When British and Canadian troops finally entered they found over 13,000 unburied bodies and (including the satellite camps) around 60,000 inmates, most acutely sick and starving. The prisoners had been without food or water for days before the Allied arrival, partially due to allied bombing. Immediately before and after liberation, prisoners were dying at around 500 per day, mostly from typhus.[18] The scenes that greeted British troops were described by the BBC's Richard Dimbleby, who accompanied them:
Over the years of its operation, from 1933 to 1945, thousands of Dachau prisoners died of disease, malnutrition and overwork. Thousands more were executed for infractions of camp rules. Starting in 1941, thousands of Soviet prisoners of war were sent to Dachau then shot to death at a nearby rifle range. In 1942, construction began at Dachau on Barrack X, a crematorium that eventually consisted of four sizeable ovens used to incinerate corpses. With the implementation in 1942 of Hitler’s “Final Solution” to systematically eradicate all European Jews, thousands of Dachau detainees were moved to Nazi extermination camps in Poland, where they died in gas chambers.
Thirty-three years after dropping out of college, Spielberg finally received a BA in Film and Video Production from his newly minted alma mater, Cal State Long Beach, in 2002. The director re-enrolled in secret, and gained his remaining credits by writing essays and submitting projects under a pseudonym. In order to pass a film course, he submitted Schindler’s List as his student project. Spielberg describes the time gap between leaving school and earning his degree as his “longest post-production schedule.”
The SS: The SS was a military-style group of Nazis, founded in 1925, who were like Hitler's personal bodyguards. They were in charge of overseeing the killing of people in the camps. Part of the SS called the Einsatzgruppen were put in charge of killing many people, before the extermination camps were opened to carry this out on a much greater scale. The SS also took control of intelligence, security and the police force.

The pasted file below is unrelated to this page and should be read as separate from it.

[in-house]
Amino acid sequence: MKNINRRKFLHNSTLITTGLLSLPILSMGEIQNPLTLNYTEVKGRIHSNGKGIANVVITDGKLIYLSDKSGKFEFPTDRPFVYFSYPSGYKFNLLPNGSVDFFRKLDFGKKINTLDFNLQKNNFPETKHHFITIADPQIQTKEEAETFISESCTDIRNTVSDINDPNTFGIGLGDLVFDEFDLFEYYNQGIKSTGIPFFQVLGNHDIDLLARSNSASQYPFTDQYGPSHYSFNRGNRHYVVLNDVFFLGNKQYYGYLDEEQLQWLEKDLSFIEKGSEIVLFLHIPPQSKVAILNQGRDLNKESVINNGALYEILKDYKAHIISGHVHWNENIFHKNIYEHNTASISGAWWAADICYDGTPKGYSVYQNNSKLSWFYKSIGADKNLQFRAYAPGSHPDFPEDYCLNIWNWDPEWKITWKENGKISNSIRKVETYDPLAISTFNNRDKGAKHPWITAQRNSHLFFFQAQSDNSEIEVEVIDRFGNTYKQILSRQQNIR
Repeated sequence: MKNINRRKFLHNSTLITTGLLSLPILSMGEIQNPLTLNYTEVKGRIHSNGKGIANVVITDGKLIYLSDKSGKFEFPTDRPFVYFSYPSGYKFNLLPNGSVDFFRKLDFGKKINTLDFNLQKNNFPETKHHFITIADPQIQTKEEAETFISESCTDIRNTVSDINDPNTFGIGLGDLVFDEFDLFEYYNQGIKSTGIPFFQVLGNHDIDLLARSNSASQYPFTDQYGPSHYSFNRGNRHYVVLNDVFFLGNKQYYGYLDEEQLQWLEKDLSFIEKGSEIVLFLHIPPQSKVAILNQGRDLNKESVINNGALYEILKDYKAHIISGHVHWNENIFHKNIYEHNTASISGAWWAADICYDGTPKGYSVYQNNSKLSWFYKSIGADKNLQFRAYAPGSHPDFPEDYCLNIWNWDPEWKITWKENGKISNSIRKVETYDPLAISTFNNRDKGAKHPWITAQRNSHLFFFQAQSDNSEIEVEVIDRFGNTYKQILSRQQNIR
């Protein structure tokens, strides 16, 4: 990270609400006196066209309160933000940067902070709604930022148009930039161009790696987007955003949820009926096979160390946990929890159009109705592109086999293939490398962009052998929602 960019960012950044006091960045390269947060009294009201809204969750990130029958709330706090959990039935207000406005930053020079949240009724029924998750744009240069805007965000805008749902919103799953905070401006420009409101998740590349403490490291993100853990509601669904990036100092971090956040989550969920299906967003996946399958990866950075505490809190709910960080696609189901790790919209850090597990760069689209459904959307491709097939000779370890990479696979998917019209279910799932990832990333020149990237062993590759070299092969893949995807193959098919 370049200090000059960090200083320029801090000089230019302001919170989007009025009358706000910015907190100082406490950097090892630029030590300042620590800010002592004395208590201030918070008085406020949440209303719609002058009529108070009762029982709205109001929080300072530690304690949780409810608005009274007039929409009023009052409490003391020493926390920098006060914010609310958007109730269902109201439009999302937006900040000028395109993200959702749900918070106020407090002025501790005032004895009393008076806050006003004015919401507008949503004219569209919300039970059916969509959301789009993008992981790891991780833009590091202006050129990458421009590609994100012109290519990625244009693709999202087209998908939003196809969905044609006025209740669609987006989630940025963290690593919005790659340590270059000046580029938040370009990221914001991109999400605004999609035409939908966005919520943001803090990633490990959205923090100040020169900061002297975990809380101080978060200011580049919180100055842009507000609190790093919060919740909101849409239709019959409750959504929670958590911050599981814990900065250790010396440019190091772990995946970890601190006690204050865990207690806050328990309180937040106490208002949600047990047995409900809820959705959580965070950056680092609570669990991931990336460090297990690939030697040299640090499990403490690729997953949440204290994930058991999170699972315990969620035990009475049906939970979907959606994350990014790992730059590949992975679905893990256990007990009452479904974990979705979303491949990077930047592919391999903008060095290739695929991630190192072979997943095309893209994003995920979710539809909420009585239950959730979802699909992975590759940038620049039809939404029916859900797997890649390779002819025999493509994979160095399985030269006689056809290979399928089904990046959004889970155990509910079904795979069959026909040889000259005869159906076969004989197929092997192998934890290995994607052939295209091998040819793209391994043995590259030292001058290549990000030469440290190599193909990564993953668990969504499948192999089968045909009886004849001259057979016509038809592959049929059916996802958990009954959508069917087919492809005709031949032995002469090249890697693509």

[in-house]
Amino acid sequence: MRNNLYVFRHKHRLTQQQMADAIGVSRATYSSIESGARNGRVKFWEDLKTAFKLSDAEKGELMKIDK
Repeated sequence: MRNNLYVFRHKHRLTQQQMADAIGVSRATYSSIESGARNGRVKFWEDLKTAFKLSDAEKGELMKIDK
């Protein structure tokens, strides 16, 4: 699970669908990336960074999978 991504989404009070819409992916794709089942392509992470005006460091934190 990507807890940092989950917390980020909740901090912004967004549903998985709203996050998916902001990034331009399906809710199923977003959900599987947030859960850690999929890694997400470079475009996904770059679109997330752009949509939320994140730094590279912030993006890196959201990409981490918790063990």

Before and after the March 1933 Reichstag elections, the Nazis intensified their campaign of violence against opponents.[77] They set up concentration camps for extrajudicial imprisonment.[78] One of the first, at Dachau, opened on 9 March 1933.[79] Initially the camp contained mostly Communists and Social Democrats.[80] Other early prisons were consolidated by mid-1934 into purpose-built camps outside the cities, run exclusively by the SS.[81] The initial purpose of the camps was to serve as a deterrent by terrorizing Germans who did not conform.[82]
This classroom activity explores the transformation of Bergen Belsen from a concentration camp to a Displaced Persons' camp. It focuses particularly on how Holocaust survivors grappled with loneliness and despair by getting married and starting families shortly after liberation. Through the lens of Bergen Belsen, we see how Holocaust survivors displayed courage and determination in generating life after the Holocaust.
The Schindler Ahead BlackBoard is a digital and interactive notice screen. A modern version of the familiar and popular paper notice board, it is where residents get their latest building information, look up contact details or simply place personal messages. Now, with Schindler Ahead BlackBoard, everything is digital, customizable and much more interactive.
The site is open to the public and includes monuments to the dead, including a successor to the wooden cross of 1945, some individual memorial stones and a "House of Silence" for reflection. In addition to the Jewish, Polish and Dutch national memorials, a memorial to eight Turkish citizens who were killed at Belsen was dedicated in December 2012.[36]
For the first time, camps were created specifically for Jews. Their conditions were far worse than other camps. The implicit intention was that the inmates would die there. Increasing numbers of Jews in Poland were relocated in ghettos. Non-Jewish Poles were also deported from their farms and villages to make room for ‘pure’ ethnic Germans to populate the new territory.